There is a place we are all guaranteed healthcare by law. It's called jail. Criminals know their way around the system and look for chances to get treatment on the taxpayers' dime. It's up to jail staff to keep inmates healthy while keeping costs down. FOX 7's Noelle Newton explores the balancing act in this week’s Crime Watch.
"We have folks who show up who need dialysis three times a week, wound care, some people who may be missing limbs,” said Douglas Wheless, Williamson County Jail Medical Supervisor.
Cancer, HIV and diabetes are among the ailments currently being treated. One offender is in a nursing home recovering from years of alcohol abuse at the cost of $250 dollars a day.
"A lot of them get better treatment here than on the outside, better than they can ever afford on the outside,” said Williamson County Sheriff’s Office Captain Kathleen Pokluda.
"The burden is totally on the staff to do everything right because we know there is a looming lawsuit,” said Wheless.
Last year, the sheriff's office spent more than $568 thousand dollars on total in-house medical care and another $528 thousand for outside medical care.
Two inmates hit the indigent health care act cap of $30 thousand dollars. In actuality, their bills exceeded $150 and $180 thousand dollars, but the hospitals absorbed excess costs.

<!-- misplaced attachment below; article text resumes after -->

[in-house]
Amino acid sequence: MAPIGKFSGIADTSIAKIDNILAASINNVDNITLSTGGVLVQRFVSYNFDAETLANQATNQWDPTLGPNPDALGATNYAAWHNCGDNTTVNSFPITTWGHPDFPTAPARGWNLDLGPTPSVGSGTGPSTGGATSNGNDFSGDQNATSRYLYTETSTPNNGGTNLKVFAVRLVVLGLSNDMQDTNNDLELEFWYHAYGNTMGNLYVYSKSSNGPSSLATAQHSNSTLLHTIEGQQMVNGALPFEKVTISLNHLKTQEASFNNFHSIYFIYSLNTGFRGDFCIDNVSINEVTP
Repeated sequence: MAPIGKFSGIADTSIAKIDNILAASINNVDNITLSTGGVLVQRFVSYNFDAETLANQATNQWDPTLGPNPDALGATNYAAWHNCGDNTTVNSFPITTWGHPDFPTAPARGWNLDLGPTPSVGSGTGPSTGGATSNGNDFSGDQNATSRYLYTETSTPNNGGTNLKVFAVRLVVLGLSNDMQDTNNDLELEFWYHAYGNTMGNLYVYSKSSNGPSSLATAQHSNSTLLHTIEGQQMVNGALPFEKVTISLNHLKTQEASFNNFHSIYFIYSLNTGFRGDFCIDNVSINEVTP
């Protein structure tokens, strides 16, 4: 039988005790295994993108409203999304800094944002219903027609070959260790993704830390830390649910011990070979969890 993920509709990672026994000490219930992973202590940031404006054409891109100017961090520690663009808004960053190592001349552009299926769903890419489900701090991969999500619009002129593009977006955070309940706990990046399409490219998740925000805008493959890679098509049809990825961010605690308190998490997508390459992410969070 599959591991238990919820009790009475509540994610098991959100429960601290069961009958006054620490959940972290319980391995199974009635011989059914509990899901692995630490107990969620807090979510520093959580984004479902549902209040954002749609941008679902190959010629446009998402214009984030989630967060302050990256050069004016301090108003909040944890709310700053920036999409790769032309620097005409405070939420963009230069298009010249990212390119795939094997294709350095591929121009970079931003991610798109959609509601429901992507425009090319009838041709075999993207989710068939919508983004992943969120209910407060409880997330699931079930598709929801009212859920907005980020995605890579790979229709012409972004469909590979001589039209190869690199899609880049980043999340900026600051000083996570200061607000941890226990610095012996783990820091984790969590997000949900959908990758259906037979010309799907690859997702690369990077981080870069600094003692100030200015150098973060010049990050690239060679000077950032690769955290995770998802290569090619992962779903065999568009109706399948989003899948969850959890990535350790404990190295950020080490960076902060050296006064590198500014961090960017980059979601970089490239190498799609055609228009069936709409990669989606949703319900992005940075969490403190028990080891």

In the much larger Travis County Jail, medical services added up to more than $6.4 million dollars.
The most expensive patient's bill was $67 thousand dollars, followed by a person who cost the county $60 thousand dollars.
In Hays County, health care program services for the 2015 fiscal year were over one million dollars which is slightly higher than Williamson County's bill.
Most medical treatment cannot be helped as violent criminals must be locked away, but there are those who attempt to milk the system, turning themselves in for warrants just when they happen to need a doctor.
"When they're pregnant that's really big. They may have to have some kind of a surgery of some kind, back surgery, shoulder surgery,” said Pokluda. "We've had them come out and say 'I don't have insurance.'"
Captain Kathleen Pokluda recalls a case where a woman came into the lobby in active labor, "She's turning herself in on a traffic ticket, but it's a Travis County traffic ticket, so we call EMS for her and her mother who was with her at the time said, 'no we'll just take her to Travis County.'"
If the inmate is a non-violent offender and has a medical condition that becomes a financial burden, Pokluda can ask a judge to release the person on certain conditions.
"They put them on a monitor, they have to report in, they take drug tests, things like that,” said Pokluda.
For those who must stay and are insured Williamson County Sheriff’s Office Financial Manager Kurt Showalter has established co-pays.
Showalter says the program generates $40 thousand dollars a year and has eliminated frivolous doctor visits.
"We really do feel strongly that folks are paying for this. They're paying for their healthcare,” said Showalter.
He says he cut the pharmacy in half by trading pill bottles for individually-sealed blister packs.
"Any pill that has not been popped from the pack we return for full credit,” said Showalter.
Showalter is in the budget process again trying to trim whatever he can with taxpayers in mind.
"I think people are out there working hard, teaching school, laying asphalt. We owe it to them to get the best price,” he said.
Prescription drugs are the second highest expense after general medical care. Psychiatric treatment is next, followed by medical equipment and dental care.